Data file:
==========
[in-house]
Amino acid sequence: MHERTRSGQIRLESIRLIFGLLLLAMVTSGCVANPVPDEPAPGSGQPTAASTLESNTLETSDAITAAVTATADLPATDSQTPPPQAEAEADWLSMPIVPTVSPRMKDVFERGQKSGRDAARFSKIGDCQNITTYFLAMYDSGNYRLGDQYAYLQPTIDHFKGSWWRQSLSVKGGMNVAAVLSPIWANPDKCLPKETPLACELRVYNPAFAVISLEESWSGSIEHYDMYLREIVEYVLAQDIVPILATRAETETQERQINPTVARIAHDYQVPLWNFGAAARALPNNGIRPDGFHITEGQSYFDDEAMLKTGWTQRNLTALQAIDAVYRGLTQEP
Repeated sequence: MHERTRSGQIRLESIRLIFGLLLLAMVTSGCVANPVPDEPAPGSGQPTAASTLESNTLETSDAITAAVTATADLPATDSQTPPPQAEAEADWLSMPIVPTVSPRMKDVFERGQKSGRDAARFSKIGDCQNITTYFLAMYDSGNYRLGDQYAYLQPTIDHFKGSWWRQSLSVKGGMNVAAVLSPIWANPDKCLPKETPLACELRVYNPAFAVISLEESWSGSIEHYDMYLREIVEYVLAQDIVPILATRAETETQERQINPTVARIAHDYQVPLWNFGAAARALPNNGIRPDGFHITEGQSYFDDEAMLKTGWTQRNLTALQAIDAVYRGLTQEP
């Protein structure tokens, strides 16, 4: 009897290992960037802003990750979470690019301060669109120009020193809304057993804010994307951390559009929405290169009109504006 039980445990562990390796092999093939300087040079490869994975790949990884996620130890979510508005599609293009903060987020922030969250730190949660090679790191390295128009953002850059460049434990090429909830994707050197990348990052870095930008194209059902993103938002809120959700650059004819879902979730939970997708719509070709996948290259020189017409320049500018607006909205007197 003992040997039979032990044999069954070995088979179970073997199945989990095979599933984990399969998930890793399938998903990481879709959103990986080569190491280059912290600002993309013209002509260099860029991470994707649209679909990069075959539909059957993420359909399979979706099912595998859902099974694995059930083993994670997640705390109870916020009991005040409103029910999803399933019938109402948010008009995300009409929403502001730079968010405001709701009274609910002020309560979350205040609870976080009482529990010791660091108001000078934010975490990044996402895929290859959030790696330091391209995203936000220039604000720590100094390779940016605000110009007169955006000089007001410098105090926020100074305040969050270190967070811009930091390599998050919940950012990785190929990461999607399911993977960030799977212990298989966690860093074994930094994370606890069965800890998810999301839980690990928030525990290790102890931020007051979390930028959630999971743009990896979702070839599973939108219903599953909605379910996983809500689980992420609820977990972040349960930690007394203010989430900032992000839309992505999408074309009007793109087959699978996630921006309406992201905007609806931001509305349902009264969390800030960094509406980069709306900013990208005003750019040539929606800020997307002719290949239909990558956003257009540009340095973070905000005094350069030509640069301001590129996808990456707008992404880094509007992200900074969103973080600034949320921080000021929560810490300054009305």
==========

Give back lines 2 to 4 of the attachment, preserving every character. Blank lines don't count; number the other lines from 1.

Amino acid sequence: MHERTRSGQIRLESIRLIFGLLLLAMVTSGCVANPVPDEPAPGSGQPTAASTLESNTLETSDAITAAVTATADLPATDSQTPPPQAEAEADWLSMPIVPTVSPRMKDVFERGQKSGRDAARFSKIGDCQNITTYFLAMYDSGNYRLGDQYAYLQPTIDHFKGSWWRQSLSVKGGMNVAAVLSPIWANPDKCLPKETPLACELRVYNPAFAVISLEESWSGSIEHYDMYLREIVEYVLAQDIVPILATRAETETQERQINPTVARIAHDYQVPLWNFGAAARALPNNGIRPDGFHITEGQSYFDDEAMLKTGWTQRNLTALQAIDAVYRGLTQEP
Repeated sequence: MHERTRSGQIRLESIRLIFGLLLLAMVTSGCVANPVPDEPAPGSGQPTAASTLESNTLETSDAITAAVTATADLPATDSQTPPPQAEAEADWLSMPIVPTVSPRMKDVFERGQKSGRDAARFSKIGDCQNITTYFLAMYDSGNYRLGDQYAYLQPTIDHFKGSWWRQSLSVKGGMNVAAVLSPIWANPDKCLPKETPLACELRVYNPAFAVISLEESWSGSIEHYDMYLREIVEYVLAQDIVPILATRAETETQERQINPTVARIAHDYQVPLWNFGAAARALPNNGIRPDGFHITEGQSYFDDEAMLKTGWTQRNLTALQAIDAVYRGLTQEP
């Protein structure tokens, strides 16, 4: 009897290992960037802003990750979470690019301060669109120009020193809304057993804010994307951390559009929405290169009109504006 039980445990562990390796092999093939300087040079490869994975790949990884996620130890979510508005599609293009903060987020922030969250730190949660090679790191390295128009953002850059460049434990090429909830994707050197990348990052870095930008194209059902993103938002809120959700650059004819879902979730939970997708719509070709996948290259020189017409320049500018607006909205007197 003992040997039979032990044999069954070995088979179970073997199945989990095979599933984990399969998930890793399938998903990481879709959103990986080569190491280059912290600002993309013209002509260099860029991470994707649209679909990069075959539909059957993420359909399979979706099912595998859902099974694995059930083993994670997640705390109870916020009991005040409103029910999803399933019938109402948010008009995300009409929403502001730079968010405001709701009274609910002020309560979350205040609870976080009482529990010791660091108001000078934010975490990044996402895929290859959030790696330091391209995203936000220039604000720590100094390779940016605000110009007169955006000089007001410098105090926020100074305040969050270190967070811009930091390599998050919940950012990785190929990461999607399911993977960030799977212990298989966690860093074994930094994370606890069965800890998810999301839980690990928030525990290790102890931020007051979390930028959630999971743009990896979702070839599973939108219903599953909605379910996983809500689980992420609820977990972040349960930690007394203010989430900032992000839309992505999408074309009007793109087959699978996630921006309406992201905007609806931001509305349902009264969390800030960094509406980069709306900013990208005003750019040539929606800020997307002719290949239909990558956003257009540009340095973070905000005094350069030509640069301001590129996808990456707008992404880094509007992200900074969103973080600034949320921080000021929560810490300054009305």